rim is covered with fanciful tracery.
This plate was found by Mr. Clem
son in thc streets of Paris when he
was a young'inan, just after a French
riot. It evidently had been dropped
by the rioters after pillaging some
building. No ono has ever been
able to decipher its meaning, though
many connoisseurs have made at
tempts to do so. Impressions havr
been taken of tho designs and letter
ing, and sent to experts, but thc
meaning is still wrapped in mystery
Two handsome easy chairs, cov
ered with striped silk velvet, wert
purchased tu Brussells at the sale ol
the effects of Count dc Woyua aftei
his death. He was a German am<
bassador and a friend of the Clem
The most elegant pieces of fumi
t ire in tho room are a royal arn
ohair and a foot stool to match, mad?
of TOBO wood richly carved and up
holstered in crimson velvet. Thea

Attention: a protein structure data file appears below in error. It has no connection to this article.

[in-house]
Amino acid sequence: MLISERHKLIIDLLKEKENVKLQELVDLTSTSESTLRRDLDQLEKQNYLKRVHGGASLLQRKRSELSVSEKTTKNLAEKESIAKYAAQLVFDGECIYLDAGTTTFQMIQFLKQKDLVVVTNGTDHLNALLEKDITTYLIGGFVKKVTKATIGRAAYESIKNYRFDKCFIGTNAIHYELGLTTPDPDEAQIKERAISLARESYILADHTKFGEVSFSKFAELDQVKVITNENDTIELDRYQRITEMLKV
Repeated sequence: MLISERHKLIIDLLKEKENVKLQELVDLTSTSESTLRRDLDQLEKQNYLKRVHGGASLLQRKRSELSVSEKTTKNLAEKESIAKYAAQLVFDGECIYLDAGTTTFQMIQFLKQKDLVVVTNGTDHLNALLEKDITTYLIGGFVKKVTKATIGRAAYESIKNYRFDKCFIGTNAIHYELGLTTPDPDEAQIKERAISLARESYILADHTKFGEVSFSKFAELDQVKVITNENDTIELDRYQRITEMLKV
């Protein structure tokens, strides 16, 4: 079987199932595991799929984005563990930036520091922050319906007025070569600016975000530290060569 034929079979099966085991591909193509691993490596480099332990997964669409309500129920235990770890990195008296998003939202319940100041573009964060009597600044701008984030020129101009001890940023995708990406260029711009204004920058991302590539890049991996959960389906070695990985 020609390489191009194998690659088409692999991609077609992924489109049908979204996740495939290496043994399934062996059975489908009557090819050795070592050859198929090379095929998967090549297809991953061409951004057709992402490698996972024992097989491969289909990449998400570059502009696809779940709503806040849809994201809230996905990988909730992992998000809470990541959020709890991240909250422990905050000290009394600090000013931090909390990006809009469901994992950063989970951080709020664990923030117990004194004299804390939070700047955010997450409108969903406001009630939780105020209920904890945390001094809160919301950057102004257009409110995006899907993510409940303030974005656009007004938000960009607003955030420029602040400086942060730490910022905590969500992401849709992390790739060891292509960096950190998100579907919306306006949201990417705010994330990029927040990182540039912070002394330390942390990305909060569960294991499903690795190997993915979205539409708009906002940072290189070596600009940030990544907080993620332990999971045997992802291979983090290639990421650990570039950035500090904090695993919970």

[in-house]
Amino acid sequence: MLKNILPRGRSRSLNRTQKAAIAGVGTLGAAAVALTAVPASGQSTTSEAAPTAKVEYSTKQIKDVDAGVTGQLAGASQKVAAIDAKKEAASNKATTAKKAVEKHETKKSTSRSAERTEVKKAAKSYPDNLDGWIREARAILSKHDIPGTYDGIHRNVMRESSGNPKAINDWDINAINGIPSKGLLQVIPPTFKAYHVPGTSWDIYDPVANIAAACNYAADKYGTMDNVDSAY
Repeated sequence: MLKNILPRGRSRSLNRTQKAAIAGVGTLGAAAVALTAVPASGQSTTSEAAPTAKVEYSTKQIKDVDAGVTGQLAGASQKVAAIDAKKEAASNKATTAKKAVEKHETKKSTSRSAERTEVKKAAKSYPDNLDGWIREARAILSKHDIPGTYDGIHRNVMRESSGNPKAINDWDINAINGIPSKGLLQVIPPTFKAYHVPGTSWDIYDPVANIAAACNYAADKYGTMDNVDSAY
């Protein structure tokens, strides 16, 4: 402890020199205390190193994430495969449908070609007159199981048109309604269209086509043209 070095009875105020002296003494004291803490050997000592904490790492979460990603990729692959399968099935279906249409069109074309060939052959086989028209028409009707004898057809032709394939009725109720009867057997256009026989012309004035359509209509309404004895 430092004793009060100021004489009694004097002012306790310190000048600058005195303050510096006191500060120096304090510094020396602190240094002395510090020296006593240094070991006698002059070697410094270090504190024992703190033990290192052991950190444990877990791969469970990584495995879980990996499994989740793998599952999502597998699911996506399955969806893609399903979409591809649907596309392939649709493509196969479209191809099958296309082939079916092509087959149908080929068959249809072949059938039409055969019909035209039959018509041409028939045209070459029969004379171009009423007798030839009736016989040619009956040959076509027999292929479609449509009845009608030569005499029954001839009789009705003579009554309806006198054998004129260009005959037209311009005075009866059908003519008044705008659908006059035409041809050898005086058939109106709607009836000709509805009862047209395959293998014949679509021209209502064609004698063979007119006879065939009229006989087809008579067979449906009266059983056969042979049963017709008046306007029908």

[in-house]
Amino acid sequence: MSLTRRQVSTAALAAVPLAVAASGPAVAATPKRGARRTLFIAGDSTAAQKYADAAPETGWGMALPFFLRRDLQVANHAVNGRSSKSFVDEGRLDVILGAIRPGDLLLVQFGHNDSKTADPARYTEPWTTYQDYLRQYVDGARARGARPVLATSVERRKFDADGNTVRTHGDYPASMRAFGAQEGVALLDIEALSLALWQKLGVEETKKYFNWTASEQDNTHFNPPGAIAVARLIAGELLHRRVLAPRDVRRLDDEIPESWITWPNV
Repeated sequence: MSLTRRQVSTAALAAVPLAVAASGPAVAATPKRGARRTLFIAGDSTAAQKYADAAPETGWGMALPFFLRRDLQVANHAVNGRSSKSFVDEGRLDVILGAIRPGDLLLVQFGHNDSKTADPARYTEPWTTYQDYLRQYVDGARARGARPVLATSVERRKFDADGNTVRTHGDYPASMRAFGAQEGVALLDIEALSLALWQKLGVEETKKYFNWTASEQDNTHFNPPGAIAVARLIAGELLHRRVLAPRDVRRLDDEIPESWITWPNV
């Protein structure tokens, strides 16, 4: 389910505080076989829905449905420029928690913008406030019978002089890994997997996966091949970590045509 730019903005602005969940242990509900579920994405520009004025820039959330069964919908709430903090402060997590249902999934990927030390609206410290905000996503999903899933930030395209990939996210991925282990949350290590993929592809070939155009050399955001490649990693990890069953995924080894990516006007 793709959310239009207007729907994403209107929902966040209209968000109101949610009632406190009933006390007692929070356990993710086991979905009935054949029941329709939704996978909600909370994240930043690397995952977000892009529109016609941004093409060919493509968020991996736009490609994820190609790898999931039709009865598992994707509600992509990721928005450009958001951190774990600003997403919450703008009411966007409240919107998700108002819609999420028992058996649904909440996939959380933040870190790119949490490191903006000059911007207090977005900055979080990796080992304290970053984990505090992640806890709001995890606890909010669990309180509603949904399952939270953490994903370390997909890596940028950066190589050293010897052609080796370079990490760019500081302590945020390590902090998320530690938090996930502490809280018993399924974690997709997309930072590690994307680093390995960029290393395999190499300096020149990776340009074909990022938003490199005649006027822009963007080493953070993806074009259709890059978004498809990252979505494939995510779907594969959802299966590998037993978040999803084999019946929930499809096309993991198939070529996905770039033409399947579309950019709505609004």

were prep, on tod tc Mr. Clemson b]
his personal friend, i oe good Loo
poid I, King ot liclgium, the favor
ite uncle of Queen Victoria. Eacl
arm of tho chair is decorated witl
an elaborately carved head of
handsome man with a pointed beard
It is 8aid that these heads are tin
likenesses of King Leopold himseli
and Mr. Clemson prized this chai
and foot stool very highly. The;
wero associated with thc most bril
liant period of his life. Ile wa
nominated charge d'affaires to Bel
giana by President Tyler on Juno 17
1844. As the representative of th
United States, he was shown market
courtesy by the members of th
diplomatic corps, and by Leopold
who soon became his warm friend